The Starr Piano Company, located in Richmond, Indiana, was incorporated in 1893. Henry Gennett invested in the Company in 1893 and by 1903 the Gennett family controlled it. They produced high-quality pianos that sold world-wide.
On December 3, 1919, the Gennett family incorporated the Starr Piano Company – Oriental Branch. I believe the purpose of this company was to sell their products to middle eastern countries. The directors were Mardiros Nigohossian, Haig Varvarian, Clarence Gennett, Fred Gennett and William A. Klein. Clarence and Fred were sons of Henry Gennett. Annual Corporation Reports were submitted to the Indiana Secretary of State through 1934, but the corporation never did any business.
On each report was written “no stock was ever issued – no books opened – no directors chosen – no officers elected – no stockholders meeting held.”
According to ship passenger lists, Mardiros Nigohossian was of Turkish nationality and resided in Greece, and Haig Varvarian was a subject of Persia. Clarence Gennett was treasurer of the Starr Piano Company, and Fred Gennett was its secretary. On the 1920 Federal Census William A. Klein was listed as the Starr Piano Company’s “foreign manager”.
In 1915 Starr’s board of directors voted to produce phonographs and recordings to keep up with this new form of home entertainment. Fred Gennett was put in charge of the endeavor, and production of the phonographs began in Richmond, Indiana in 1916; recordings began with the Gannett label in 1917. Fred was successful in choosing artists that were known nationally and the Starr phonographs were popular. In 1919 Fred decided to make Gennett Record recordings using a popular procedure that was patented by Victor Records. Victor sued Gennett in response, and Gennett won the court battle in 1923.
Then in 1923 Gennett Record sales increased dramatically when they recorded Chicago-based jazz bands at the suggestion of Fred D. Wiggins, the company’s Chicago branch manager. Wiggins was thus promoted in 1924 to head Gennett’s recording department, and he actively searched for and recruited new, regional recording artists, including early jazz recordings of Louis Armstrong, Hoagy Carmichael, and Bix Beiderbecke. They also recorded “hillbilly” and country/western performers such as balladeer Bradley Kincaid and Luther W. Ossenbrink of radio’s National Barn Dance, and banjo player and entertainer Uncle Dave Macon of the Grand Ole Opry. Other artists recorded were blind banjo player Richard “Dick” Burnett from Kentucky, fiddler Wilmer Watts, and country blues singers Charley Patton and William “Big Bill” Broonzy.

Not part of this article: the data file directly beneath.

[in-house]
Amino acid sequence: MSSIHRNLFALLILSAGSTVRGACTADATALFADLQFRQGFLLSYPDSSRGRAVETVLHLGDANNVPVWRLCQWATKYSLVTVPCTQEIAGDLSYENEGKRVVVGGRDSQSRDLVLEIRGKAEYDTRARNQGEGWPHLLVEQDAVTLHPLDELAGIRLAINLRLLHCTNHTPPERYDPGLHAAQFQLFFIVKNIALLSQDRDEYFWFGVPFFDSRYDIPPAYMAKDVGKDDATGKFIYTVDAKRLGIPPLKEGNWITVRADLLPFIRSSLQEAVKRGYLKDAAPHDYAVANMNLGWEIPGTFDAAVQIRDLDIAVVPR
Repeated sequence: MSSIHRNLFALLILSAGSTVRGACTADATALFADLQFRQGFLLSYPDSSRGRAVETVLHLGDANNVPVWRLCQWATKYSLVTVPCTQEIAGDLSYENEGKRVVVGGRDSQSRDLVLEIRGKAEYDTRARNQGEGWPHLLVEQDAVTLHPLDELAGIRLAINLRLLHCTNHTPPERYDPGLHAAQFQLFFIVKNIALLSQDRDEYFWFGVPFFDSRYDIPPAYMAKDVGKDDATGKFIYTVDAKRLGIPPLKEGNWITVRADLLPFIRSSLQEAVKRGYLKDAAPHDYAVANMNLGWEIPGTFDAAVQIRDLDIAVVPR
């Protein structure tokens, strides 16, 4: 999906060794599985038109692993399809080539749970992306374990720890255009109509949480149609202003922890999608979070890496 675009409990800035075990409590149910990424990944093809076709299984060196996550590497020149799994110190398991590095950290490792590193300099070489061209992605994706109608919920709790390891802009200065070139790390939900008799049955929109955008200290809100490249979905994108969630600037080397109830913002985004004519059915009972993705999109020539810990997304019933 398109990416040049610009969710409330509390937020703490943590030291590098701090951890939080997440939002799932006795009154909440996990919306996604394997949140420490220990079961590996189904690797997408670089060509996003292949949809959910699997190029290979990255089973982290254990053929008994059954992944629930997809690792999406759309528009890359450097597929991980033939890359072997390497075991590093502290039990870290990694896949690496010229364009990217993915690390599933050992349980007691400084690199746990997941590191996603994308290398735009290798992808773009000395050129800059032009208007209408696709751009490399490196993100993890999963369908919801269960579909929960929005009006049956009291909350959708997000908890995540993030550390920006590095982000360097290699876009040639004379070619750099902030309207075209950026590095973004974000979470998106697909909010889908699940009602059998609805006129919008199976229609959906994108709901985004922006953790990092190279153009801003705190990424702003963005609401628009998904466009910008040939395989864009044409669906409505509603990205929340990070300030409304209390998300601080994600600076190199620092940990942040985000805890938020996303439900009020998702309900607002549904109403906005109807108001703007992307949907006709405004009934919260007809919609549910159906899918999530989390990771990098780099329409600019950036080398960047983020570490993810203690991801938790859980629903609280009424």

Gennett also released early recordings of country singer Gene Autry in 1930-1931. Autry named his famous horse after Gennett’s country label, Champion, in recogniton of Gennett’s early backing.
As a central, midwestern studio located in Richmond, Indiana, Gennett Records reputation flourished. The book “Gennett Records and Starr Piano”, published by Arcadia Publishing, stated “Gennett discovered a vibrant and underrecorded group of groundbreaking jazz, blues, country, sacred and ethnic musicians who changed the face of American music and culture.”
Gennett Record sales dropped drastically during the Depression and they stopped recording in 1934. The defunct Starr Piano – Oriental Branch also stopped sending in its Annual Corporation Report the same year.
During the Depression years of the 1930s the sales of their pianos also dropped, and the Gennett family began to manufacture refrigerators in California. They sold the piano manufacturing assets to other investors at auction in 1952, but apparently the descendants, Fred and Clarence Gennett, along with local investor Russell Karn still wanted to manufacture pianos:
Apparently, this venture did not work out, though the refrigeration business did continue to thrive in California.
by Robert F. Gilyeat, an Indiana State Archives volunteer